Section 7: Program Oversight and Administration Accountability

Section 7: Program Oversight and Administration
As with any program that requests donations from the public through a highly visible, often public
means – water utilities and their bills – program oversight and accountability is of paramount
importance. Water users need assurance that their donations are going where they are told they are
going – the environment – rather than being siphoned to other programs or overhead costs. Conserve
to Enhance has oversight needs at two levels: programmatic and fiscal. At the programmatic level,
oversight is needed to ensure a transparent process for selecting environmental projects for funding.
At the fiscal level, oversight is needed to ensure donations are properly accounted for, tracked, and
granted to receiving projects. To meet these needs, both a Conserve to Enhance oversight board and
a designated fiscal agent are required.
Oversight Structures
There are a wide range of oversight structures appropriate for Conserve to Enhance. Many
communities already have government advisory boards, watershed groups, etc. that may be
appropriate for Conserve to Enhance oversight. Others may need to create a new body to provide
oversight. Some key considerations when selecting an oversight body include:
• Include citizens/citizen organizations and interest groups to ensure a wide range of
community opinions and priorities are represented
• Include local government representatives and water utility leadership
• Ensure the oversight board has a balanced composition, avoiding over-representation of a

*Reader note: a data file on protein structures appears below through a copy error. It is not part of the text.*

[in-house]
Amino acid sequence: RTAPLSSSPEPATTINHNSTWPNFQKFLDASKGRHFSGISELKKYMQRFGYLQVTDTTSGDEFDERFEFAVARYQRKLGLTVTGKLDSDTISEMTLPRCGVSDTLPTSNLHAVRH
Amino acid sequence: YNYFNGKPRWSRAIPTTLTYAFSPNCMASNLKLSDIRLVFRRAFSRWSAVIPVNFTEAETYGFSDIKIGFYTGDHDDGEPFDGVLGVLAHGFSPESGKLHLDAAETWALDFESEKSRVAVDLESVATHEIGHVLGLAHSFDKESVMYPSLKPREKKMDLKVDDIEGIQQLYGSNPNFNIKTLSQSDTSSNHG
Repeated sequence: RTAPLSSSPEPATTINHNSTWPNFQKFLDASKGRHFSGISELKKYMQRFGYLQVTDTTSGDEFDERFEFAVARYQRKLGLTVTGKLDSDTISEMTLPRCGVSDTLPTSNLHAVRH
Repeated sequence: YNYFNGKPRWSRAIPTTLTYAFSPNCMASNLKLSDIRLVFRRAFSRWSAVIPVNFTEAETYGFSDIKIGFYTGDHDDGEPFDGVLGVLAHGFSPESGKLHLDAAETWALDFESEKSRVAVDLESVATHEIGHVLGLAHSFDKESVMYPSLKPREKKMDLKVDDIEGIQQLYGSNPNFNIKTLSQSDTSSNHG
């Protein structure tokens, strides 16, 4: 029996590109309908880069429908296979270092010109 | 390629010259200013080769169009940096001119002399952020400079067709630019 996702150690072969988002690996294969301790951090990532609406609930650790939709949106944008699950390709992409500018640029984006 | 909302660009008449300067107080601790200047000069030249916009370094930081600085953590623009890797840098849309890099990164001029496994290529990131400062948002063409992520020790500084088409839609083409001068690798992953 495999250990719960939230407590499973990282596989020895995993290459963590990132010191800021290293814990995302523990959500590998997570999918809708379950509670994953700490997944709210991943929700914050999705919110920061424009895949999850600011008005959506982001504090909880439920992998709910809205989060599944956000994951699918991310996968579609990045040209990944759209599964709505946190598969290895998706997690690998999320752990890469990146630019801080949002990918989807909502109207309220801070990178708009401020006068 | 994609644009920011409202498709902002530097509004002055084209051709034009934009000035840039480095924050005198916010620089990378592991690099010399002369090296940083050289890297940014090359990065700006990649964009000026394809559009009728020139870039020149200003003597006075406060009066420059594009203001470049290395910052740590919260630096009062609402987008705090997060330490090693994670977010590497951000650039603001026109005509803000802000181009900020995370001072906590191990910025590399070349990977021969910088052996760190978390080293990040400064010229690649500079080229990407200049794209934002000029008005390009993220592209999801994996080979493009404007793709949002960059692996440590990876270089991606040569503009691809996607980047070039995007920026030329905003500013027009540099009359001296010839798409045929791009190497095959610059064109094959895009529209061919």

particular viewpoint or interest
• Ensure the selection process for the oversight board is transparent and that it is clear who
is selecting the oversight board and why
Many communities already have groups or oversight boards consistent with the representational
needs of Conserve to Enhance. If you are unsure if there is an appropriate existing body in your
community, look for the following:
• Government oversight boards, such as an environment committee, water committee,
or citizen utility oversight committee. These committees (sometimes they are called
commissions or boards) exist in many communities to provide advice to elected officials and
professional staff and in some cases oversight. Members are typically appointed by elected
officials and generally represent a broad range of interests.
• Watershed groups with a mission of conserving or restoring a given watershed exist in many
communities. These groups often have broad-based membership and a board of directors or
similar body guiding their work.
• For any established group, be sure to consider the balance of interests involved in the group